I'm adding emoticons to my list of very important inventions. I'm sure historians can't be bothered with the emotional quality of communication, but I really think they are incredibly important.
Hagfish slime. It's the next big thing in fashion and apparel, according to BBC. When the suckers get bitten, the hagfishes exude slime which suffocates predators.
According to the report when the slime is dried out it becomes nice and silky. The applications are as a replacement for tight-fitting spandex and nylon, if they can get the critters to produce enough slime. If you asked yourself what sort of a person collects and dries out hagfish slime, award yourself 50 points and a Noddy badge.
In my imagination I look ahead and see some or other ripped athlete or anorexically svelte model posing in a tasteful ensemble made from prehistoric fish mucus. Listen carefully. Somewhere in the distance you can hear Jean-Paul Gaultier shrieking. Personally, I think I'll stick with my baggy fit retro nylon, if not for the sake of my body shape then to maintain my sanity.
Invention has been orphaned. Its mother, Necessity, seems to have rolled over and quietly died, although there weren't any obituaries, no state funeral, and media comment has been thin on the ground.
Sometimes things get to the point of ridiculous. I feel the urge to mention sports fans who watch the repetition of leagues year after year, and the endless exchange of points, but I mentioned invention, so I'm just going to have to stick with it.
Invention is supposed to be a totally great and life-enhancing endeavour: something that changes everything for the better unless you are in the arms industry, and have a sudden idea for a technological means to bring lasting peace to the rambunctious Middle East.
For me, the greatest inventions are the alphabet, which means I don't have to pay someone to tell me a story orally, and the bread slicing machine, because I always make a total hash of it with a bread knife. I could mention quite a few others that are important on a global scale, but those two are personally important to me.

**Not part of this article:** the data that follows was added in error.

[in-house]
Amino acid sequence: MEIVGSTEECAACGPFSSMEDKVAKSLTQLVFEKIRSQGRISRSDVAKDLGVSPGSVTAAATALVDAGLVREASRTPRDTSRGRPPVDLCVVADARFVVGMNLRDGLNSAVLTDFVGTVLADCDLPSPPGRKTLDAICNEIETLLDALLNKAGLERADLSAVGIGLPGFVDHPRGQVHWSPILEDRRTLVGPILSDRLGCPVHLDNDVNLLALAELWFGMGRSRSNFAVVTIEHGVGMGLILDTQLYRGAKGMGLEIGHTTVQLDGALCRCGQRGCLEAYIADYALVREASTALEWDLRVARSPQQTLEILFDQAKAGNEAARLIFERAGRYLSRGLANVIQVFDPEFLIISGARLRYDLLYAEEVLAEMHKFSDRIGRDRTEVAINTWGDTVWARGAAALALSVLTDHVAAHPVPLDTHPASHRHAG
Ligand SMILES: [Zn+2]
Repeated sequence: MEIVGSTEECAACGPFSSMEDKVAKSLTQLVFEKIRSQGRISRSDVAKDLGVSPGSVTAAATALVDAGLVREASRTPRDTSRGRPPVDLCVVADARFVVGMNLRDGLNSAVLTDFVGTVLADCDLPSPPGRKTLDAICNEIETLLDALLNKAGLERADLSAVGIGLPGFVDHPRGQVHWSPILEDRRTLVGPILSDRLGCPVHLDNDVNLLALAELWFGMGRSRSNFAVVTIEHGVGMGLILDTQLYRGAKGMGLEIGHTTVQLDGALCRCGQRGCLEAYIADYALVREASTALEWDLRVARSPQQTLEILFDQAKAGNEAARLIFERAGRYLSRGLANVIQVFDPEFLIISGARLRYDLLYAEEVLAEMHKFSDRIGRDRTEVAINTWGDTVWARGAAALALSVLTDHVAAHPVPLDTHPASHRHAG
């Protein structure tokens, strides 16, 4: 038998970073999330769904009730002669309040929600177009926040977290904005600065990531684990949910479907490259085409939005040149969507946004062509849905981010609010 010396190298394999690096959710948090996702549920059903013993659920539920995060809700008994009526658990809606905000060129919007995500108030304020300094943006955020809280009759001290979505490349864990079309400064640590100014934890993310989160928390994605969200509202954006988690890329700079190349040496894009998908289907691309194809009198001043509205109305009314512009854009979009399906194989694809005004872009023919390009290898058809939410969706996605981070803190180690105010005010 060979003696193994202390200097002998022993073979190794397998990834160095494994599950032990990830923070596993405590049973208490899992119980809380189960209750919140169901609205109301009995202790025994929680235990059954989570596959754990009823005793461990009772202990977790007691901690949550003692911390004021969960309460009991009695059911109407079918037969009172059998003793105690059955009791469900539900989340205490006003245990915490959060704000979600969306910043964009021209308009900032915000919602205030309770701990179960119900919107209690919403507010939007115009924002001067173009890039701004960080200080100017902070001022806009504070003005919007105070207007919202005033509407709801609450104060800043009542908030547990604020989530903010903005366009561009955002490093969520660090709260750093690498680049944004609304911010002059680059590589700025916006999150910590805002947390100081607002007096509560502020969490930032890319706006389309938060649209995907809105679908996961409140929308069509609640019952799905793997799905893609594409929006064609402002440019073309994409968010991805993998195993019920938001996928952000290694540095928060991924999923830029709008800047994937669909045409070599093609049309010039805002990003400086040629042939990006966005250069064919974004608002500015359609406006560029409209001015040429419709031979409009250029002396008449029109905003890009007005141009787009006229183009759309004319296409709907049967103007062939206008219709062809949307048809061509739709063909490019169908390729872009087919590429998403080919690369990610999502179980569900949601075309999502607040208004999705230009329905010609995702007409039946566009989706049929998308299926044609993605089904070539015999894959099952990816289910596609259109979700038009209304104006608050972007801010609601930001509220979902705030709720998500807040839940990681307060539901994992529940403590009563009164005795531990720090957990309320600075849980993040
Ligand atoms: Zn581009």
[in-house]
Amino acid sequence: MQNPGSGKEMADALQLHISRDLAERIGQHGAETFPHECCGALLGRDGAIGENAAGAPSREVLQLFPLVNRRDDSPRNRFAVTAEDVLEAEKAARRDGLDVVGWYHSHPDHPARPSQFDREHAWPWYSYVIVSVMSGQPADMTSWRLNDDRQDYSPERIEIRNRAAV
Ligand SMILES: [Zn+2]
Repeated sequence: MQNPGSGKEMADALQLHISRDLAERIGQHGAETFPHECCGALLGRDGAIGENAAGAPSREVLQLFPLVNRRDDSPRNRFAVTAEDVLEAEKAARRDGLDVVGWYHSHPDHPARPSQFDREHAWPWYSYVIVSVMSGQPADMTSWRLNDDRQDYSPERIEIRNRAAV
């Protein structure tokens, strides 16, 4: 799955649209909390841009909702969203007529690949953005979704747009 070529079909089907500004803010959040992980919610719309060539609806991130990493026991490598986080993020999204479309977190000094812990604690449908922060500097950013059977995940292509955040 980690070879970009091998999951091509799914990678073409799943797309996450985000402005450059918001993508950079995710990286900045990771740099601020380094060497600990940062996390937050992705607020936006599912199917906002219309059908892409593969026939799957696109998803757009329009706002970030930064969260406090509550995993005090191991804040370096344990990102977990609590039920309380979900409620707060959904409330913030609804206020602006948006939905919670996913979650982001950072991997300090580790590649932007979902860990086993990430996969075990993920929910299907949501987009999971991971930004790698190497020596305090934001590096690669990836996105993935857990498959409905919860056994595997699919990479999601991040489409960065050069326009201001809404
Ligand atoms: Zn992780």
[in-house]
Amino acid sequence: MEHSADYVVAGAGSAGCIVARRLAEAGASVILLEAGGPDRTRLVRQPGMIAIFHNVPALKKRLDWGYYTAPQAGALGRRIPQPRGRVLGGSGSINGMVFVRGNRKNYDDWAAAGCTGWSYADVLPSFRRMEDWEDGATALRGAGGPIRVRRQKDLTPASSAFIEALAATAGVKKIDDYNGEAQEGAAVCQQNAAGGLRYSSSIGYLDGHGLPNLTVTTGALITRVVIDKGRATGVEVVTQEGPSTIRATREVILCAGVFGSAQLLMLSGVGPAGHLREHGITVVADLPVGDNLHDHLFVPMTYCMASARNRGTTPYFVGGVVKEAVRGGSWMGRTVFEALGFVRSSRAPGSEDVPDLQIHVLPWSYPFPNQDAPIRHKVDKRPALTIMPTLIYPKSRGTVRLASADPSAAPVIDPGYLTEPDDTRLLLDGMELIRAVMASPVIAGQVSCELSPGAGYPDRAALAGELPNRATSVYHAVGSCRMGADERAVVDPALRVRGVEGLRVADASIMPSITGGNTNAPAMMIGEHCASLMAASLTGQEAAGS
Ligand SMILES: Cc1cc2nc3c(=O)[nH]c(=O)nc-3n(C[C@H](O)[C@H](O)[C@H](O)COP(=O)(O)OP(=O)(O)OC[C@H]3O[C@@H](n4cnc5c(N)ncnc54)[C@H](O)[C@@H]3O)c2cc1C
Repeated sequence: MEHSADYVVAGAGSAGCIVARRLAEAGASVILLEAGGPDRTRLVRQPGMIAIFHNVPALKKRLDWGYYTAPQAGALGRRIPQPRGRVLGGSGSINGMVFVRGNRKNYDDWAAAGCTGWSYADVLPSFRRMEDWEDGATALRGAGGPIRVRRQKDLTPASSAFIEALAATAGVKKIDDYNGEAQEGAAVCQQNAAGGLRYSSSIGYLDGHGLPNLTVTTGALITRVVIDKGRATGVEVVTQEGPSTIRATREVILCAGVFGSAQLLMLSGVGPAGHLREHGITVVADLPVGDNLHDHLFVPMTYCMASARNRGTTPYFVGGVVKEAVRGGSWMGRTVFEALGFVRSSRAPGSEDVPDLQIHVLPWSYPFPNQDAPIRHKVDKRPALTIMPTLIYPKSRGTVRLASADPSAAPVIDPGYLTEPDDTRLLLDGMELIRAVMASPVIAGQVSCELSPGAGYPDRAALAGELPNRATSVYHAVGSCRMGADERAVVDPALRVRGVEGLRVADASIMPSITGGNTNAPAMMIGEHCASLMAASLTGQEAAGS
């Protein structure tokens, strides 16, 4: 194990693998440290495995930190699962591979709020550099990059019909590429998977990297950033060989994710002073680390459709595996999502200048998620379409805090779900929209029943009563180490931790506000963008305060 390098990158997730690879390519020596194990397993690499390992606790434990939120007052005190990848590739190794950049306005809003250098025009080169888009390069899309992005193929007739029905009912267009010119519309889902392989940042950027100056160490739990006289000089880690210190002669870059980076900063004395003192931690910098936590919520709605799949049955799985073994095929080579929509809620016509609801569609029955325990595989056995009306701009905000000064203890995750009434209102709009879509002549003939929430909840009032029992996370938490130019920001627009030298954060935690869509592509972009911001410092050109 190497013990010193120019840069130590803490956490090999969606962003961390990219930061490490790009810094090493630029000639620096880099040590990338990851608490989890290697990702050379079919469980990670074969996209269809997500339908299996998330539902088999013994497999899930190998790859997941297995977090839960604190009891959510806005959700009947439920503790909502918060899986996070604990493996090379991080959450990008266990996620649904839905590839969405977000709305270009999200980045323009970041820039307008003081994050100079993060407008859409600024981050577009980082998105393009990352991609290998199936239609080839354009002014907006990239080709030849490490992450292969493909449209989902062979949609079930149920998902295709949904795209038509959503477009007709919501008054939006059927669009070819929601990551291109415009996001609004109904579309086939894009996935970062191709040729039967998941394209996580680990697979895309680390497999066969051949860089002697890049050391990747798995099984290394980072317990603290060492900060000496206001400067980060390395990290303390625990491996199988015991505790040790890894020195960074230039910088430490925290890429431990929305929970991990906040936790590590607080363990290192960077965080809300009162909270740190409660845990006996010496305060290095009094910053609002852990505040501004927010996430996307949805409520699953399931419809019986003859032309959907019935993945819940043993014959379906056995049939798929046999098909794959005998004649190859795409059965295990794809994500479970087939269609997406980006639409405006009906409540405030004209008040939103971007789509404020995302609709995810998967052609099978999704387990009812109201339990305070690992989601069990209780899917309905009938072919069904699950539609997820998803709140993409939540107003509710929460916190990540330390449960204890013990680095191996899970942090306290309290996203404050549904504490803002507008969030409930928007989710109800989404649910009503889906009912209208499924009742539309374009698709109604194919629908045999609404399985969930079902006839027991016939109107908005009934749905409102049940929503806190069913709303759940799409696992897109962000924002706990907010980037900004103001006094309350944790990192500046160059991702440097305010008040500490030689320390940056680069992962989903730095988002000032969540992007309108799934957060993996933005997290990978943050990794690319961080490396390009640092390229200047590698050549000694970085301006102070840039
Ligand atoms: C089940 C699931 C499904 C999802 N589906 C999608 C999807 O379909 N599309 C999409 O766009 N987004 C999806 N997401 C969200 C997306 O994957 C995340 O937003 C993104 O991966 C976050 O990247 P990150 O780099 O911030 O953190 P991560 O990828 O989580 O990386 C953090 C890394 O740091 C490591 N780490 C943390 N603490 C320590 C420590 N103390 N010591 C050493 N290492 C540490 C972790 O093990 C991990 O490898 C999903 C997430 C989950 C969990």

Let's take stock of what we are getting now. Endless variants on the same form of the tablet computer. Did I forget to mention the new car model that comes with a built in vacuum cleaner? Are you excited yet. No some of you may be jumping up and down in the back of the class, shouting, "But what about genetic medicine and alteration?"
Please sit down and be cool for a couple of decades, until we get to see the downside of that. Then, and only then, will we know if we have opened Pandora's Box. As it stands now, the genetically altered plants that withstand horrendous weedkillers seem to have done little other than lead to a better breed of weeds that are more capable of withstanding said horrendous weedkillers.
What about the impending return of the watch as reinvented by Apple and various other large companies. Surely we just spent the last decade getting rid of the things? Why bring them back now? Anything else that springs to mind?
What about emoticons? I am sure billions of the things are used every day. There's an invention that millions of people behind computers and mobile phones use every day as a substitute for body language and facial expressions. Writing has become very prosaic, and it seems almost obscene to say something like, "I'm incredibly happy!"
I'm adding emoticons to my list of very important inventions. I'm sure historians can't be bothered with the emotional quality of communication, but I really think they are incredibly important. Perhaps if politicians and diplomats used them in their communication, emotional understanding of high-level dialogue would be better understood, and there would be less surprises as wars burst out over pent-up frustrations. If George W. Bush had sent Saddam Hussein an angry emoticon, things might have turned out very different in the Middle East.
There are too many people trying to sell ideas that aren't fresh, and not enough attention is paid to the little ideas that really change lives. Somewhere out there, I'm sure there's someone with a really good idea that will go entirely unnoticed.